October 4, 2014

People Can Use These to Stop Diabetes Burnout

I will work on adapting these to diabetes, as they fit what we need to prevent diabetes burnout and occasionally some depression.

#1. Wait for what's right instead of acting on what you want right now. So you want that cookie now. Yes, they are fresh out of the oven and the smell is very overwhelming. I suggest waiting until after you have finished your meal and know that you have kept the carbohydrates consumed total low enough that you are able to have the carbohydrates in the cookie.

#2. Sit with discomfort. In the above tip, those who are emotionally stable are able to tolerate the wait. Remember the things you muttered under your breath or because of your hunger for the cookie. How would the response have been different if you had tolerated your desire for an hour? Tip 1 was about choosing the best action and this tip is about sitting on an emotion without taking any action.

#3. Get some perspective. We have all probably heard the saying, “Hindsight is 20/20.” With diabetes, being in the trenches often makes it difficult to see the bigger picture. Yet, sometimes things happen for you and not to you. This can be important and you often receive a gift that you could not give yourself.

#4. Practice acceptance. Acceptance is not the same as complacence. It's not about giving up and letting the stress take over — it's about experiencing your emotions and trusting that you'll bounce back.

#5. Remember the power of time. The emotionally stable or resilient remember that time heals all wounds. People who have a tendency to feel depressed often fear spiraling back into it, but feeling an emotion is not the same as getting caught in it. Think back to the last time you felt like this. You may have thought it was the end of the world, but you recovered. The same is true now. This is when a positive attitude can resolve issues.

#6. Let go of having all the answers right now. Often, when those of us with diabetes try hard to find answers to challenging diabetes puzzles, we unknowingly put our blinders on. We are so consumed with having answers on our schedule that we forget that we only receive when we are ready. The emotionally resilient remember that it's okay to not have it all figured out.

#7. Engage in self-care. Emotionally resilient people with diabetes know that self-care is a non-negotiable. The doctor is not available 24/7. It's a daily practice and commitment to self that strengthens their inner resolve. Ranging from exercise, to meditation, to a cup of tea, to the correct number of carbohydrates, the resilient have go-to stress busters that don't involve hitting the bottle.

#8. Laugh it off. Sometimes things just suck, and you simply need to laugh it off. Humor goes a long way.

#9. Choose to be happy above being right. Emotionally resilient people with diabetes know that being right is not what will make them happy. Sure, it's nice to be right, but it's better to be happy. Ask yourself if picking a fight is really worth it. Are you fighting to resolve the situation, or fighting to win it? In any moment, you can choose what's more important to you - the relationship or your pride.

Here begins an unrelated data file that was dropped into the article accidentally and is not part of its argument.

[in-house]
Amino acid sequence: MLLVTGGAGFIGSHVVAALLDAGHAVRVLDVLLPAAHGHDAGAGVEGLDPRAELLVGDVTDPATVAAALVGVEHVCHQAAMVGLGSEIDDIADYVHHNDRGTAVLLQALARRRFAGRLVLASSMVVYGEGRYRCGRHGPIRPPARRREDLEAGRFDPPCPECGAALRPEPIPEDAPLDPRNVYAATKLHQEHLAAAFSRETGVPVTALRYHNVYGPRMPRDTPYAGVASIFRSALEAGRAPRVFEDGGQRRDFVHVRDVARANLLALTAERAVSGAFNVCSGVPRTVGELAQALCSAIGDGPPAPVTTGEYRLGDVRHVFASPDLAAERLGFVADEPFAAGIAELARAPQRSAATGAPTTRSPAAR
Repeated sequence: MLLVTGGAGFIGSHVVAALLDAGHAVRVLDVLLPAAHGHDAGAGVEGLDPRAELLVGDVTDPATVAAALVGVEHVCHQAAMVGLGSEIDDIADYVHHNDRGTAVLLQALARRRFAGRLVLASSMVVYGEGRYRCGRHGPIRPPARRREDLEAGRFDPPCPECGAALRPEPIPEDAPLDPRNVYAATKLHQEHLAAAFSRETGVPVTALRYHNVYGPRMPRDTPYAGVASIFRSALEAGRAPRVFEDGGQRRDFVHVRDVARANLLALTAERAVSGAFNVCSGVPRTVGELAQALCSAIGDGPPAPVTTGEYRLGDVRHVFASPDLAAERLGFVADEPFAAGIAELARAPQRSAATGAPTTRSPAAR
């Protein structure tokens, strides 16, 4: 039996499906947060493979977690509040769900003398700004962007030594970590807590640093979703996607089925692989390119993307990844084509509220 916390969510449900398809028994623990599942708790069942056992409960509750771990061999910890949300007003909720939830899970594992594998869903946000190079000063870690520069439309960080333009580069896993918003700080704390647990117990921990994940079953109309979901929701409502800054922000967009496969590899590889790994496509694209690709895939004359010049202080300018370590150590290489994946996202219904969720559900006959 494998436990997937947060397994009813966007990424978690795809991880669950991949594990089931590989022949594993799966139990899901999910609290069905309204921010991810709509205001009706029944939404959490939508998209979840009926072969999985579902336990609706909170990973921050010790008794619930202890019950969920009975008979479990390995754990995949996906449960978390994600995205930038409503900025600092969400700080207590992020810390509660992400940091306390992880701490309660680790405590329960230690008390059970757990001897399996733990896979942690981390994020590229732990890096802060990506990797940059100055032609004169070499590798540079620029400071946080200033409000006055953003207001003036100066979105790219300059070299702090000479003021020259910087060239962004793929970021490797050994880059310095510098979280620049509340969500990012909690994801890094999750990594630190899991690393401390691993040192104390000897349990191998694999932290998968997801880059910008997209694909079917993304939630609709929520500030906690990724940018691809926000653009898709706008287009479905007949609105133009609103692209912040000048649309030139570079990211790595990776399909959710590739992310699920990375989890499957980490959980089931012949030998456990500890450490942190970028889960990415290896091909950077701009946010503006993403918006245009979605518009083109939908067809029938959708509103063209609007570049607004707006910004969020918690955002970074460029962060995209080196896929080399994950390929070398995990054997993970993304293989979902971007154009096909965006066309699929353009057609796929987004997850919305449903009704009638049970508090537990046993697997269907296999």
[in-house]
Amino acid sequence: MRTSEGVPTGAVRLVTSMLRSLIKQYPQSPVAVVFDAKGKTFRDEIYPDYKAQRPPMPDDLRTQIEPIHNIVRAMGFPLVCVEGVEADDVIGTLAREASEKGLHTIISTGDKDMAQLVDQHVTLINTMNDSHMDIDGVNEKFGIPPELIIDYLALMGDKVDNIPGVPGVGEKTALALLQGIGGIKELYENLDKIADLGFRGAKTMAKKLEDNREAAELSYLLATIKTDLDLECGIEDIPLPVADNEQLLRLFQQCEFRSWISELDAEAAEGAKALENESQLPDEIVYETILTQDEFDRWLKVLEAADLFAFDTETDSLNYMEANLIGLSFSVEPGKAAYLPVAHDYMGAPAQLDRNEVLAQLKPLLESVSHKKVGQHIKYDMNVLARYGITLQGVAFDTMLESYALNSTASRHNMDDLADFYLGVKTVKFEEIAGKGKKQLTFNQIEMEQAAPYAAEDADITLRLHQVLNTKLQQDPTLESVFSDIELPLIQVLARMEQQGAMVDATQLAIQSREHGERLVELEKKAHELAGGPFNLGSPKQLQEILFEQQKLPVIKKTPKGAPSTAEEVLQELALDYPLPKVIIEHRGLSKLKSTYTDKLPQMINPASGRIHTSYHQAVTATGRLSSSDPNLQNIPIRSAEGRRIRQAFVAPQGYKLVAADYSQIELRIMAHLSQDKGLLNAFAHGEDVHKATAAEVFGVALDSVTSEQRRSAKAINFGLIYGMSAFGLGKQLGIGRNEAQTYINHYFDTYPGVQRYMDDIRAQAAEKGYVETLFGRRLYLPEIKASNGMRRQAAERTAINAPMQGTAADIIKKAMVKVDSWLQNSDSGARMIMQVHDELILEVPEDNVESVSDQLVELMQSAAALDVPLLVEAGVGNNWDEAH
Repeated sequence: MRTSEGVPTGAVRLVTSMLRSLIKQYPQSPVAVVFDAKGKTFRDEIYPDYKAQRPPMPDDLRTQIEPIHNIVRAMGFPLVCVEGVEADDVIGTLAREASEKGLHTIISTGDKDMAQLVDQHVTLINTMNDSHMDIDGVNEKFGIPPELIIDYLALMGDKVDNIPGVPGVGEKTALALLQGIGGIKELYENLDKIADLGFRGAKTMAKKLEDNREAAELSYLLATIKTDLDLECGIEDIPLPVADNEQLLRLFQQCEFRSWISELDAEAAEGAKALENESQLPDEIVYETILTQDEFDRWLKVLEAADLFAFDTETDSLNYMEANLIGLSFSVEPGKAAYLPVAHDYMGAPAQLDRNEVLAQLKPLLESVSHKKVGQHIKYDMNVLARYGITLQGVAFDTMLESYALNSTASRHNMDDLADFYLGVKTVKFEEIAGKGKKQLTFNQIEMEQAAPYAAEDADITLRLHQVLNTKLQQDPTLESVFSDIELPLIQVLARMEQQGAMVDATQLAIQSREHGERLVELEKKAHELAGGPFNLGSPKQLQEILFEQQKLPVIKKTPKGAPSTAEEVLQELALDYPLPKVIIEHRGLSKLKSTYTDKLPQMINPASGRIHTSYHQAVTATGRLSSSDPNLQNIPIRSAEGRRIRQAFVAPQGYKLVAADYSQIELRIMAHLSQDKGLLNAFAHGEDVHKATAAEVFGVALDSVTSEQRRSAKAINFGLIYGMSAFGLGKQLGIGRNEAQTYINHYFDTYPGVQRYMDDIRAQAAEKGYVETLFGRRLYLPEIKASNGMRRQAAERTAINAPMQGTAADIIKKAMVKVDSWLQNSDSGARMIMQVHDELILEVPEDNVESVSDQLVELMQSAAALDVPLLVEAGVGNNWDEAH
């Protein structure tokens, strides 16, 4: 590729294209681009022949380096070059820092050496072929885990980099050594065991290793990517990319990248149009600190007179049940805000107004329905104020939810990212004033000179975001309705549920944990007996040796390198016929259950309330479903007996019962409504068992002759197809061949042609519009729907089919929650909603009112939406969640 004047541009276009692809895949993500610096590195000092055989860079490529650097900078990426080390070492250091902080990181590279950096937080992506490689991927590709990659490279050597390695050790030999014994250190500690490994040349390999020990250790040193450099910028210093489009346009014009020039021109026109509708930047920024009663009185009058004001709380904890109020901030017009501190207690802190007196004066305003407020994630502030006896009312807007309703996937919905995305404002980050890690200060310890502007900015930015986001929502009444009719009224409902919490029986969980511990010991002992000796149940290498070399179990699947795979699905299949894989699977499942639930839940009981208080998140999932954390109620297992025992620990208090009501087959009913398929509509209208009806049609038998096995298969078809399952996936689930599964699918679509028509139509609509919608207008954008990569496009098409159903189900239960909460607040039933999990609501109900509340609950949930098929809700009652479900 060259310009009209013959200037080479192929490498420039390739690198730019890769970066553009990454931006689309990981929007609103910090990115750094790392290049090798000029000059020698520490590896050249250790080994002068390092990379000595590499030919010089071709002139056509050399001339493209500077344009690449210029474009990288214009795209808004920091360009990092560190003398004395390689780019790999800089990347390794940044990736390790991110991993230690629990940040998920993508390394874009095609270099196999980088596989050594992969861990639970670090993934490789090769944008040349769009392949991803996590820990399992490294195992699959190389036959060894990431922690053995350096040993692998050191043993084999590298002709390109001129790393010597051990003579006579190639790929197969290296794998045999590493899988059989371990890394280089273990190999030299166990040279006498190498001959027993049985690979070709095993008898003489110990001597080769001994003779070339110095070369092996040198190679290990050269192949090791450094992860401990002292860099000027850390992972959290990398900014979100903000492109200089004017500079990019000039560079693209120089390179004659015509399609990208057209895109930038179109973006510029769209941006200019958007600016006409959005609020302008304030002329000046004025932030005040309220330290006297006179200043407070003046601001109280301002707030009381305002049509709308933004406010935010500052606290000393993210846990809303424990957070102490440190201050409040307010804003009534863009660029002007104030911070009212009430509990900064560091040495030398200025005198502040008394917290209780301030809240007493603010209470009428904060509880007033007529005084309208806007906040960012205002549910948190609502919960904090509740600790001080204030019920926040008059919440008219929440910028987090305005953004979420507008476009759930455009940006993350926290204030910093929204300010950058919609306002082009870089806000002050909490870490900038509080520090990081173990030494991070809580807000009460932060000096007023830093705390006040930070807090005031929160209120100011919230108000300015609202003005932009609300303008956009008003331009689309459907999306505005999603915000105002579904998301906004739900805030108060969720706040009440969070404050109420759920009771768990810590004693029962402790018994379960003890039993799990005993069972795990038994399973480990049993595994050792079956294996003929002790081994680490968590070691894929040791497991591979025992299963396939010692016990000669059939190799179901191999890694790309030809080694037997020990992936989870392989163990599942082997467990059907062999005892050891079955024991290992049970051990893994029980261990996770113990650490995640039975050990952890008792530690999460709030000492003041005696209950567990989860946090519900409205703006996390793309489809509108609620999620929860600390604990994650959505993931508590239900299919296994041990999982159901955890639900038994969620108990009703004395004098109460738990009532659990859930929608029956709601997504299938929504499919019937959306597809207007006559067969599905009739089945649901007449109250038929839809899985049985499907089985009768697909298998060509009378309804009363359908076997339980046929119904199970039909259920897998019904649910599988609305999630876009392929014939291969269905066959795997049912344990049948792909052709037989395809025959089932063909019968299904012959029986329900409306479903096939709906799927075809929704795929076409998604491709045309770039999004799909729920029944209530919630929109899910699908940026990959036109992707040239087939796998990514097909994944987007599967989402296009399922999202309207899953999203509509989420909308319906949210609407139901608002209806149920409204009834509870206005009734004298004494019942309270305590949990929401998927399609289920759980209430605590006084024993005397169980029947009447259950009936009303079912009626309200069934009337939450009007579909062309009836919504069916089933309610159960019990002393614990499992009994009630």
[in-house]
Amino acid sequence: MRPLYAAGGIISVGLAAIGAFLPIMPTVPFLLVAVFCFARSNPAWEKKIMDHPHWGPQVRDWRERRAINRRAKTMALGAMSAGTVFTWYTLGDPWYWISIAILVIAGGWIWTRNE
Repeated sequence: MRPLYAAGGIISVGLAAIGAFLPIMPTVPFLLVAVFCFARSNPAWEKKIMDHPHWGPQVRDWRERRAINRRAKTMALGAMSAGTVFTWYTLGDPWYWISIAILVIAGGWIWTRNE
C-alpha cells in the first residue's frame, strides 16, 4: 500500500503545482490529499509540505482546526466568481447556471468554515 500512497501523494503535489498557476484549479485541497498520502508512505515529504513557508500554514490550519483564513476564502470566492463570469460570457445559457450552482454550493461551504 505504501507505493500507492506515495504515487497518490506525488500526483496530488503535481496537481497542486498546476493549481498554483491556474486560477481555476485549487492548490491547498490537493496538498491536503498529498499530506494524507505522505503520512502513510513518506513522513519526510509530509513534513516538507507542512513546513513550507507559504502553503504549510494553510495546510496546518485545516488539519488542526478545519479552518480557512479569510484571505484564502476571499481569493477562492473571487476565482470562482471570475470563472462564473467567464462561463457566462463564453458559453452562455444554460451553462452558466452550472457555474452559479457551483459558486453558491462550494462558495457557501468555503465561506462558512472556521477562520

#10. Instead of focusing on what's wrong, the resilient focus on what's right. Remember, where attention goes, energy flows. So why not cultivate more of what you want instead of what you don't. There is always something to be thankful for.

Ultimately, emotional stability is all about attitude. By practicing these ten responses to stress, you'll be able to spend more time living with ease and grace, spending more time in the light with fleeting moments of darkness!

October 3, 2014

An Argument Against the Prediabetes Classification

At least this is not a study, but an analysis by “experts.” They are talking about the two parts – the medicine and the politics of prediabetes. The article is part of a series in the British Medical Journal on over diagnosis. They say that the risks and harms to patients will depend in expanding disease definitions. They began their analysis by reminding the reader that prediabetes is a heterogeneous concept or a concept composed of parts of different kinds, having widely dissimilar elements or constituents:

“Concept one” - The original category of intermediate hyperglycemia was termed "impaired glucose tolerance" and was based on the oral glucose tolerance test. Only since 1997 was an intermediate category of "impaired fasting glucose" created, “concept two” with revision in 2003 to expand the range of qualifying values. “Concept three” Because A1c was not used for diagnostic testing until 2010; it is only recently that a nameless intermediate category based on A1c was designated. Unfortunately, the overlap of these three definitions is far from perfect, so the starting point for the discussion is already confused. This is the interpretation of the experts.

They declare there is a limited value of prediabetes. They said the importance was whether a diagnosis of prediabetes guarantees a future diagnosis of diabetes. They declare that no matter how prediabetes is defined, the answer is “no” - less than one-half of all such people will develop diabetes within 10 years. The two authors say that clinical trials from around the world have demonstrated that diabetes risk among high-risk individuals can indeed be reduced, but Yudkin and Montori argue that diabetes onset was merely delayed by 2-4 years, at high cost and only among a subset of the intervention groups.

“The following quote summarizes their position: "The US Diabetes Prevention Program results imply that you can give an at-risk person with pre-diabetes a 100% chance of using metformin with the goal of reducing by 31% their risk of developing a condition that might require them to use metformin." Yudkin and Montori conclude that it is critically important to address the epidemic of obesity and diabetes. However, they assert that available resources should be used to change the root causes of the epidemic rather than to medicalize otherwise healthy patients with prediabetes.”